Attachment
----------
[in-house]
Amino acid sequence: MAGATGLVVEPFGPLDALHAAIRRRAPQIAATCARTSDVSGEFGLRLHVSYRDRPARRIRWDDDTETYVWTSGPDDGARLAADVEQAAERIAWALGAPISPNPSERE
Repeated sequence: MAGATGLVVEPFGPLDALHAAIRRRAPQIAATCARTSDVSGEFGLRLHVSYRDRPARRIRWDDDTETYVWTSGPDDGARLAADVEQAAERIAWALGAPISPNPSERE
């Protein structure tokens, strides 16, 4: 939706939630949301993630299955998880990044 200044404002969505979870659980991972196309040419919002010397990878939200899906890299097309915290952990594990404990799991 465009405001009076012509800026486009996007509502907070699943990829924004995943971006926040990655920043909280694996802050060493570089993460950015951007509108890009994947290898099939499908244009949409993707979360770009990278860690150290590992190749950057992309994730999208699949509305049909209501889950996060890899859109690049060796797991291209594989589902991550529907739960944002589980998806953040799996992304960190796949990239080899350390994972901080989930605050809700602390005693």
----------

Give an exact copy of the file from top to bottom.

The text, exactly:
[in-house]
Amino acid sequence: MAGATGLVVEPFGPLDALHAAIRRRAPQIAATCARTSDVSGEFGLRLHVSYRDRPARRIRWDDDTETYVWTSGPDDGARLAADVEQAAERIAWALGAPISPNPSERE
Repeated sequence: MAGATGLVVEPFGPLDALHAAIRRRAPQIAATCARTSDVSGEFGLRLHVSYRDRPARRIRWDDDTETYVWTSGPDDGARLAADVEQAAERIAWALGAPISPNPSERE
């Protein structure tokens, strides 16, 4: 939706939630949301993630299955998880990044 200044404002969505979870659980991972196309040419919002010397990878939200899906890299097309915290952990594990404990799991 465009405001009076012509800026486009996007509502907070699943990829924004995943971006926040990655920043909280694996802050060493570089993460950015951007509108890009994947290898099939499908244009949409993707979360770009990278860690150290590992190749950057992309994730999208699949509305049909209501889950996060890899859109690049060796797991291209594989589902991550529907739960944002589980998806953040799996992304960190796949990239080899350390994972901080989930605050809700602390005693």